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Ontario Tech acknowledges the lands and people of the Mississaugas of Scugog Island First Nation.

We are thankful to be welcome on these lands in friendship. The lands we are situated on are covered by the Williams Treaties and are the traditional territory of the Mississaugas, a branch of the greater Anishinaabeg Nation, including Algonquin, Ojibway, Odawa and Pottawatomi. These lands remain home to many Indigenous nations and peoples.

We acknowledge this land out of respect for the Indigenous nations who have cared for Turtle Island, also called North America, from before the arrival of settler peoples until this day. Most importantly, we acknowledge that the history of these lands has been tainted by poor treatment and a lack of friendship with the First Nations who call them home.

This history is something we are all affected by because we are all treaty people in Canada. We all have a shared history to reflect on, and each of us is affected by this history in different ways. Our past defines our present, but if we move forward as friends and allies, then it does not have to define our future.

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Hillary Clinton’s Thoughts on Energy

Posted by Daniel Hoornweg on June 24, 2014

Hillary Clinton shares thoughts on energy with Peter MansbridgePeter Mansbridge interviewed Hillary Clinton, the former U.S. Secretary of State, recently while she was in Toronto selling her new book. At the tail end of their wide-ranging talk he asked about her thoughts on the pending XL Pipeline decision; a decision that, were she still Secretary of State, would be hers to make. Ms. Clinton would not answer Mr. Mansbridge’s first question on whether she would run for President in 2016 but she was much more forthcoming in her answer regarding the XL Pipeline.

Ms. Clinton couldn’t comment on the likely outcome of the XL Pipeline decision but she did say she would love to see, maybe through parallel “track two” discussions between Canada and the US, efforts to build a North American energy powerhouse. She proposed a number of topics the discussions might cover including coordination of electricity grids; a common approach to climate change; and using natural gas and energy conservation as a bridge to clean renewables. The former First Lady suggested this coordination should then expand to Mexico, “making North America the world’s energy powerhouse of the 21st Century. And not just with yesterday’s fuels.”

These sentiments fit well with Prime Minister Harper’s call for Canada to be more of an ‘energy superpower.’ Canada has hydro-electricity, nuclear power, and lots of oil and gas in Alberta, Newfoundland and elsewhere.

Canada has rich energy history too. For example, today’s electricity system seen round most of the world can be traced back to Niagara Falls. And much of today’s petroleum industry can be traced back to Southern Ontario where the first commercial oil well was developed in Oil Springs in 1858, a full year before the more famous Titusville, Pennsylvania. But tomorrow’s growing energy markets are no longer in North America – they are in Asia for the next 20 to 30 years and then Africa. That’s where cities and therefore energy demand are growing fastest.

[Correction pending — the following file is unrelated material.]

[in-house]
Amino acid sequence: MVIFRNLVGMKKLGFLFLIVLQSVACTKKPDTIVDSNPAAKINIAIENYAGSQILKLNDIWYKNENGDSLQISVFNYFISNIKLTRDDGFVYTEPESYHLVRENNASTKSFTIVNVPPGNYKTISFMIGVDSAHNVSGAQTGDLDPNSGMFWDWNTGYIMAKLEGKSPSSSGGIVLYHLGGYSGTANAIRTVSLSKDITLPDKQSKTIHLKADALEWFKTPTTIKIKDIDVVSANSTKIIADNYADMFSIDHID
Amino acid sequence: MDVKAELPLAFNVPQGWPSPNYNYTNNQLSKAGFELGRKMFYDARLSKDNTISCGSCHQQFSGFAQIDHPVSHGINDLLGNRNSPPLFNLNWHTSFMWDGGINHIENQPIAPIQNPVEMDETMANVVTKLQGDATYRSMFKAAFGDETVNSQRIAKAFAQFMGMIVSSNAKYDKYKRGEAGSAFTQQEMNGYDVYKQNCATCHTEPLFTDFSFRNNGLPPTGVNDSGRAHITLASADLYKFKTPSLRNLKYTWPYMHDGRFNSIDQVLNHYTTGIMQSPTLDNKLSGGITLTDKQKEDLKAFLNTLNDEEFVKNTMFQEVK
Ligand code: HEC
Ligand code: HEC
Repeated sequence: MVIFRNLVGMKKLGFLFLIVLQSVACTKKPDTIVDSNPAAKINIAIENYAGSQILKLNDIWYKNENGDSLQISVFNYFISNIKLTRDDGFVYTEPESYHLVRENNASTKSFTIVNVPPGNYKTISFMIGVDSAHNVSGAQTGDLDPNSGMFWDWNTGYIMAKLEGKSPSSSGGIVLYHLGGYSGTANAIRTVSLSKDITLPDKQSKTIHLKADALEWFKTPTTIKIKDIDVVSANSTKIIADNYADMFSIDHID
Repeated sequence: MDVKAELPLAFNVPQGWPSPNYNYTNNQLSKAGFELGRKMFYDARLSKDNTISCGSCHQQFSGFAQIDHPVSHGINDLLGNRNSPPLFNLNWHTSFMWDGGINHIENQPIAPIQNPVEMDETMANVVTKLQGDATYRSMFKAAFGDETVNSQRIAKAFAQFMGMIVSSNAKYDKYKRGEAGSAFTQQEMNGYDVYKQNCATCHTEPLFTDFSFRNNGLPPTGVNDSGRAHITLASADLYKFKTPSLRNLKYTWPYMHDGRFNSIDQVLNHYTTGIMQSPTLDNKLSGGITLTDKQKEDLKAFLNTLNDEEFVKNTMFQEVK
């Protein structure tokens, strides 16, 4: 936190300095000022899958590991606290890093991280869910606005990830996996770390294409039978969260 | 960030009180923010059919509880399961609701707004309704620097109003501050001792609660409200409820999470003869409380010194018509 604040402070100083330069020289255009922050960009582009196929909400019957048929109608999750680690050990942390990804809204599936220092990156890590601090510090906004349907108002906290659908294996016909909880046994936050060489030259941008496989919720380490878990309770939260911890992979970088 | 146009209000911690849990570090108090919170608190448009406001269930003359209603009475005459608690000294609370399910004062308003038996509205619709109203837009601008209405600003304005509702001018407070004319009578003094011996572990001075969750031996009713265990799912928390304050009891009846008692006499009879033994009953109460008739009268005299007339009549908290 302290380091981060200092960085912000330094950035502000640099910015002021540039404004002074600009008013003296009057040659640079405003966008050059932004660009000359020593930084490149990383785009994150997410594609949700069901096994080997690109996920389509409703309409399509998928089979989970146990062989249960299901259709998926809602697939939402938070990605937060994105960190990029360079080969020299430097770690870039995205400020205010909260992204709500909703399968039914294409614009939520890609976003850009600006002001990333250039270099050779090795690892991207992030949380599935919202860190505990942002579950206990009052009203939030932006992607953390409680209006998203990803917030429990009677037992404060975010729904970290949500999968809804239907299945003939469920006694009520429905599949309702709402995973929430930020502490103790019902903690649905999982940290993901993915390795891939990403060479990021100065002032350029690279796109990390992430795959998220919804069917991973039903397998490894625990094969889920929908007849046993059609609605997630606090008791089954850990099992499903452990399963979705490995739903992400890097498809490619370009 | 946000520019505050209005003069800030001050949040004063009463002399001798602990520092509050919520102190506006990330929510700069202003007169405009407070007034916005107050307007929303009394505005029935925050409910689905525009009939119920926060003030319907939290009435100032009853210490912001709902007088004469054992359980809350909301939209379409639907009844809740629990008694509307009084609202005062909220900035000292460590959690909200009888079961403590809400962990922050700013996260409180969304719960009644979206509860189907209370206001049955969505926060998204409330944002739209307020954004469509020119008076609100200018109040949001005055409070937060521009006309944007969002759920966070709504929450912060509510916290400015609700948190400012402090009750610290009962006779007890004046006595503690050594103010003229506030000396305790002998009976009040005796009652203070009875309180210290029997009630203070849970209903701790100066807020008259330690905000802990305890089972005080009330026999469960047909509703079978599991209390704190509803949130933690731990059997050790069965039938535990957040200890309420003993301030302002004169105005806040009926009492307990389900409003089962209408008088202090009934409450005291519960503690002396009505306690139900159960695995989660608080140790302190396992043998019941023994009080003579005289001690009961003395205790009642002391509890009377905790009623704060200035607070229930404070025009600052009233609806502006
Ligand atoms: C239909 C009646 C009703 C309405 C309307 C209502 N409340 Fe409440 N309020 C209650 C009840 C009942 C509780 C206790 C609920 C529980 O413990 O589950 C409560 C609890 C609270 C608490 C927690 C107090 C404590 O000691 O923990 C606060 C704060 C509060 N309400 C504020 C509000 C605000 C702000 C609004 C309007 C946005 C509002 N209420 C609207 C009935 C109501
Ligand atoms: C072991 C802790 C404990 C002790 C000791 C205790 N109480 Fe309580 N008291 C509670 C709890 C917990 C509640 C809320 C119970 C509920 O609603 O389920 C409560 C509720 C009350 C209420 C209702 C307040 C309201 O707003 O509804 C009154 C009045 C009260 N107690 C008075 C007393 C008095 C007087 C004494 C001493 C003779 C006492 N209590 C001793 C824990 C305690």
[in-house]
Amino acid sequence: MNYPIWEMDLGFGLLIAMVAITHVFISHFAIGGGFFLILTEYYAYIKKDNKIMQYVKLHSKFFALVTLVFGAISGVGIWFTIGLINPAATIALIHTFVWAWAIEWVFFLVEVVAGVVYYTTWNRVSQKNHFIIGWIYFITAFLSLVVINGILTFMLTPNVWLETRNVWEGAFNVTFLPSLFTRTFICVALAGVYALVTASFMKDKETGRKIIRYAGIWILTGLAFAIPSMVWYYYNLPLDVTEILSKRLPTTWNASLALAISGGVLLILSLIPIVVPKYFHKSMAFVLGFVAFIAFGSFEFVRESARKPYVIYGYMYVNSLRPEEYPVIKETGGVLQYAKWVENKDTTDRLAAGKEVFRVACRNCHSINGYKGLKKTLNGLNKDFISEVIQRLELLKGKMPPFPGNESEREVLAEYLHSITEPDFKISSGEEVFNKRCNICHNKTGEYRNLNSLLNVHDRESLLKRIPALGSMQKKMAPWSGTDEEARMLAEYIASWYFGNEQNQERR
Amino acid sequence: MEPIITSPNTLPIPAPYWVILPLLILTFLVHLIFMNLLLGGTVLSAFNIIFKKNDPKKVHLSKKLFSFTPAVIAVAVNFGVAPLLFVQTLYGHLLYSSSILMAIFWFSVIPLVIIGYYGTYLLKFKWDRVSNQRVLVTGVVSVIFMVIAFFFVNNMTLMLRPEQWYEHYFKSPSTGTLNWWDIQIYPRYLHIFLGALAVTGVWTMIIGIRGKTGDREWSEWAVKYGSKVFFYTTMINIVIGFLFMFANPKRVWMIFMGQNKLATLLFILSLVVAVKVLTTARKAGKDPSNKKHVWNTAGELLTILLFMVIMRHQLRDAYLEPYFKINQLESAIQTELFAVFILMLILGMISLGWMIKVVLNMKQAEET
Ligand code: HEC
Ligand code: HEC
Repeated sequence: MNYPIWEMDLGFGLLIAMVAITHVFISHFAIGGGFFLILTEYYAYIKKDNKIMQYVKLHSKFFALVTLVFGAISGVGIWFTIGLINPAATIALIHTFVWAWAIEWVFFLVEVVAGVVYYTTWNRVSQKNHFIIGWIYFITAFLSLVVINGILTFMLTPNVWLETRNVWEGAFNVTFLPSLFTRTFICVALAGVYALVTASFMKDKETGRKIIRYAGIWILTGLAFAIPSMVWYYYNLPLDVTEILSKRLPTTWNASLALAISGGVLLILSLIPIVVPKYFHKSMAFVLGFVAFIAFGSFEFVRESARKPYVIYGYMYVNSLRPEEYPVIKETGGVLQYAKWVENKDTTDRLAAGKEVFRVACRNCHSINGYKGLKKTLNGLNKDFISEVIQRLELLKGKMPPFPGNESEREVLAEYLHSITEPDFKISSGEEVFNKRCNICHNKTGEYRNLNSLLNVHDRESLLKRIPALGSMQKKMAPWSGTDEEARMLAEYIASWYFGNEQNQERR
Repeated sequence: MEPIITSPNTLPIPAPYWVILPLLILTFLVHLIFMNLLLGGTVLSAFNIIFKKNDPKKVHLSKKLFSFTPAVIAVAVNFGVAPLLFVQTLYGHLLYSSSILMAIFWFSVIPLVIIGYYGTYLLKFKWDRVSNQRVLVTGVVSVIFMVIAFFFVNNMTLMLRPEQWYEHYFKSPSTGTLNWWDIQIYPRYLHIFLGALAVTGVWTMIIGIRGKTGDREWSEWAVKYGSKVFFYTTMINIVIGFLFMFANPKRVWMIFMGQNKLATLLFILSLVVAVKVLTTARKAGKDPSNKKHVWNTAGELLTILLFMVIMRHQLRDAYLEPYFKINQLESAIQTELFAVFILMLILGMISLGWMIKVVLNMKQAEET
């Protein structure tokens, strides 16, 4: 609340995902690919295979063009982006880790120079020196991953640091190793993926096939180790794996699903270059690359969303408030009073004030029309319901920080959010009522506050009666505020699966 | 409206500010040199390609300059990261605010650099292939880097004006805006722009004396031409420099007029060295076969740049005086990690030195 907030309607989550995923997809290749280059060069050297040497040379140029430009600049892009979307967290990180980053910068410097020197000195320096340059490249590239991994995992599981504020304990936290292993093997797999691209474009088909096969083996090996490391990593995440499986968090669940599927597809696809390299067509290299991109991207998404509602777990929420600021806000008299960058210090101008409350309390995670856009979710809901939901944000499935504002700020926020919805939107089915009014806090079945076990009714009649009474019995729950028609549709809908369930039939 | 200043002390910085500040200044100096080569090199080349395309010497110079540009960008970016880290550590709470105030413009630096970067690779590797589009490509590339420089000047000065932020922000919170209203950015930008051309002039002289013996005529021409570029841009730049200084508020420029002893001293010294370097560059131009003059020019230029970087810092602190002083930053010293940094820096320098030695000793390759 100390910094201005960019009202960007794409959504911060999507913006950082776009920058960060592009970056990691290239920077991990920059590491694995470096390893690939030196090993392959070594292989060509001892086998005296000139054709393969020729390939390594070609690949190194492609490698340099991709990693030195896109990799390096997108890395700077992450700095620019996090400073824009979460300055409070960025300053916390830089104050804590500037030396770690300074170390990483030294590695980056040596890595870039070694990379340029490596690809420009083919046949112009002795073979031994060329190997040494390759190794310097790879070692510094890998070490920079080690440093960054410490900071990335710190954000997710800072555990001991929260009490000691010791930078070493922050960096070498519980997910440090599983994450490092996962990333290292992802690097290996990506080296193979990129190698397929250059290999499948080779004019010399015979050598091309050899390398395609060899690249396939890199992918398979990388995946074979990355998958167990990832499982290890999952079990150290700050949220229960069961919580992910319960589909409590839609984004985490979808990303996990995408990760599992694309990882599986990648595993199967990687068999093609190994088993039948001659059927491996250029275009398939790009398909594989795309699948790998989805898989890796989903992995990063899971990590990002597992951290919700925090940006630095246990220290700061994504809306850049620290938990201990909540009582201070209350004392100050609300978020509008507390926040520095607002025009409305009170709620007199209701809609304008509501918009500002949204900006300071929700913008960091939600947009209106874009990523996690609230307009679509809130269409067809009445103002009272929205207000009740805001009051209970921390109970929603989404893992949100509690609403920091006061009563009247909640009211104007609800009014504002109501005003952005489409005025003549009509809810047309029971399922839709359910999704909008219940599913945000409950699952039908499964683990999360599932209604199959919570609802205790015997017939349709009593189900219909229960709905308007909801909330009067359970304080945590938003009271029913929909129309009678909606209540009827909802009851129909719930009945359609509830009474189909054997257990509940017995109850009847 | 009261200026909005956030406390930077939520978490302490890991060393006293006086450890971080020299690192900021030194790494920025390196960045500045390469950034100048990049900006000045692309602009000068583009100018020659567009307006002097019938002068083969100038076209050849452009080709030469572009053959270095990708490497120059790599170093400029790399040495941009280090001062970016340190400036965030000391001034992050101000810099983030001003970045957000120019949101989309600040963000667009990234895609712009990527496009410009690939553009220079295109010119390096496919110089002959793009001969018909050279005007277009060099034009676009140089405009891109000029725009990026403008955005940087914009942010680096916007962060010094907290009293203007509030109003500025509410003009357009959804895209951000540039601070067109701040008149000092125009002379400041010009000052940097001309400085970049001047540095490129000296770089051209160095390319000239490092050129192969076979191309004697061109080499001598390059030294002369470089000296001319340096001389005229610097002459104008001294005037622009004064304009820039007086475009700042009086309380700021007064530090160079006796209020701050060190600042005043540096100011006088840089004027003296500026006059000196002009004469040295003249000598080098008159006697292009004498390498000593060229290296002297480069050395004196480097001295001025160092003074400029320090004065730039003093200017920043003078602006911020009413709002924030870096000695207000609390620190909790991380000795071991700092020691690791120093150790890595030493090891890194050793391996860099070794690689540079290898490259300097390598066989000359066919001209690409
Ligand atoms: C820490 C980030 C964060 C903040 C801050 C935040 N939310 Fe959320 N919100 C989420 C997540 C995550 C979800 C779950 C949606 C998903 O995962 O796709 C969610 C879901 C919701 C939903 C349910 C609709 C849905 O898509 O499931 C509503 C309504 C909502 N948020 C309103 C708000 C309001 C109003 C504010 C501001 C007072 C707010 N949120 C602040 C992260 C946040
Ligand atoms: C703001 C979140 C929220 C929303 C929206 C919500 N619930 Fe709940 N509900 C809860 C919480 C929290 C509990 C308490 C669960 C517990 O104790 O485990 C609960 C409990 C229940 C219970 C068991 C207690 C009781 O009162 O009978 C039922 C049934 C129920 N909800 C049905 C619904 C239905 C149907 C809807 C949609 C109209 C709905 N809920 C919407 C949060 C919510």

Manitoba Hydro serves just over 500,000 households at home, but the utility’s international arm is helping to manage the main Nigerian company supplying electricity to more than 28 million households. Smart grids, smart meters, nuclear power, hydro, renewables, geothermal, along with oil and gas --, Canada has them all, with enormous capacity to export.

Ontario, Quebec and BC have some of the world’s greenest, cheapest, and most reliable electricity. In developing a North American energy plan these Provinces will be well positioned to encourage development of electric cars and natural gas vehicles (especially trains, trucks, buses and ships). How to effectively and safely export liquid natural gas, create long-term customers and defray energy infrastructure capital costs are all big questions. In Canada the answers are influenced by what the US does. Why not work together? The Free Trade Accord even encourages this.

The Northern Gateway pipeline and the pending decision on XL: These are not easy decisions and there is still a long road to travel before they are achieved. But a positive signal was provided last week. If Canada does these in partnership with their largest trading partner, things should be easier. Ms. Clinton suggests if we keep an eye to the future as we move forward, there could be even greater opportunity. Who knows if Ms. Clinton is going to be the next President of the United States; but what we do know is it’s prudent to listen to her when she talks about energy policy.

Watch Hillary Clinton's full interview with Peter Mansbridge at CBC.ca.

Photo Source: CBC News


Filed under: Sustainability 101


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